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Prescription pain trap

Medications That Cause Gut Dysfunction

Millions of people are commonly diagnosed with illnesses and the solutions given to them by their doctors is usually a pill to fix the ill.  Doctors who continually prescribe medications to treat symptoms, but fail to identify the root cause of disease are a huge part of the health problem.   As a result, properly prescribed medications are the fourth leading cause of death in the United States1.  There are many side effects from these prescribed medications that can hinder, damage or even destroy any part of the gastrointestinal tract.

For those with a gluten sensitivity, gluten consumption causes inflammation that leads to many painful and chronic autoimmune conditions.  These diseases are typically “drugged” by doctors.  The adverse side effects of many of these medications can lead to a host of gastrointestinal problems and nutritional deficiencies, which subsequently interfere with the natural ability of the body to properly heal.  This causes a vicious cycle – what I often times refer to as “The Prescription Pain Trap”.

The GI Tract Is Fundamental to Human Health & Wellness

As the saying goes – “All disease begins and ends in the gut”.  So then, why do so many doctors fail to address the issue of gut damaging mediation use?  The gastrointestinal (GI) tract is a pathway that begins in the mouth, through the esophagus, small and large intestines, and ends with evacuation at the rectum.  Food is processed through these organs as nutrients are absorbed to nourish the body.  The gut’s role doesn’t stop there.  Remember that an estimated 70-80% of the immune system is housed in the GI tract.  This immune function is vital to our health because it helps protect us from disease causing agents, the development of food allergies, and helps to ensure that we eliminate toxins from the body.

Don’t forget that the GI tract also needs the “accessory organs” to help it properly function.  The liver, gallbladder, pancreas, parotid, submandibular, & sublingual glands all aid in the vital role of the gut. Any medications (OTC or prescription) that alter the functions of these organs can have unintended and even devastating long term consequences.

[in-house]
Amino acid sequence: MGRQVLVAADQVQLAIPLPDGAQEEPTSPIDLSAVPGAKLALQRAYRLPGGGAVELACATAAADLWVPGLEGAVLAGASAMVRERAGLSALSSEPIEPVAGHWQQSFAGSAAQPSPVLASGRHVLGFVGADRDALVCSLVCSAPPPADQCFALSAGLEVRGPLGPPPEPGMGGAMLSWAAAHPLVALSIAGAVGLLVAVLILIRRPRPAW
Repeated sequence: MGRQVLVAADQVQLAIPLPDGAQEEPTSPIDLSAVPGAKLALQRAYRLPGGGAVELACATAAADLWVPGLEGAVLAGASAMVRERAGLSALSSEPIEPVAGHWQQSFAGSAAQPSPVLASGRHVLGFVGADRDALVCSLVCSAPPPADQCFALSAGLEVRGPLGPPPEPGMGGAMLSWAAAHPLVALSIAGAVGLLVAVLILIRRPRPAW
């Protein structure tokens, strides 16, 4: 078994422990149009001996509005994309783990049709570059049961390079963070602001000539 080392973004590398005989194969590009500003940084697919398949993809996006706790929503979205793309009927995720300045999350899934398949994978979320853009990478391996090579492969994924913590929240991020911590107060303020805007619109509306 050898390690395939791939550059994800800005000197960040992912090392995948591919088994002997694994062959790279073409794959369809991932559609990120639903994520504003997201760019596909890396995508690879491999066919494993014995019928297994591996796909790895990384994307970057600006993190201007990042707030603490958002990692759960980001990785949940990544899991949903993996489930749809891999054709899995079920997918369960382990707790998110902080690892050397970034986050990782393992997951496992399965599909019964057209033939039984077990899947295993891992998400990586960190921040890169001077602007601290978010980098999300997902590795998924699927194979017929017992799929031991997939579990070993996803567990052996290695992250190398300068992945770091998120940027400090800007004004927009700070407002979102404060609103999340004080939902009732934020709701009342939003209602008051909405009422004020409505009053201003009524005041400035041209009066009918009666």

Digestion begins in the mouth.

Remember that the mouth is responsible for many functions.  The health of the teeth, gums, tongue, salivary glands, and oral mucosa are critical for proper digestion and immune function.  As digestion begins in the mouth with chewing food, there are many medications that can alter the taste of your food.  Hypertension controlling drugs, antacids, antibiotics, female hormones, anti-inflammatories, diuretics, anti-virals, antihistamines, cholesterol lowering, antidepressants and chemotherapy are such medications5.

Some of these medications hinder the production of saliva, which aids in moistening and breaking down starches from food.  A decrease in saliva can cause dry mouth (xerostomia).  Thus making it difficult to taste, chew and swallow food.   Some of these drugs cause zinc deficiency leading to altered taste and smell and subsequently people gravitating toward processed foods with added salt, sugar, and flavor enhancers.  Many drugs including anti-inflammatory medications can also deplete vitamin C, iron, and folate, which can lead to bleeding  gums, interrupted dentin formation, and mouth ulcer formation.

Esophagus

As these drugs pass through the esophagus, antibiotics, anti-inflammatory, bone builders (Fosamax, etc), and pain medications can cause further inflammation.  Changes in motility, mucosal integrity (esophageal lining), and infection can lead to gastroesophageal reflux (GERD), where stomach contents come back up through the esophagus2.  Additionally, swallowing can become painful leading to esophagitis and suppressed appetite 4.

Stomach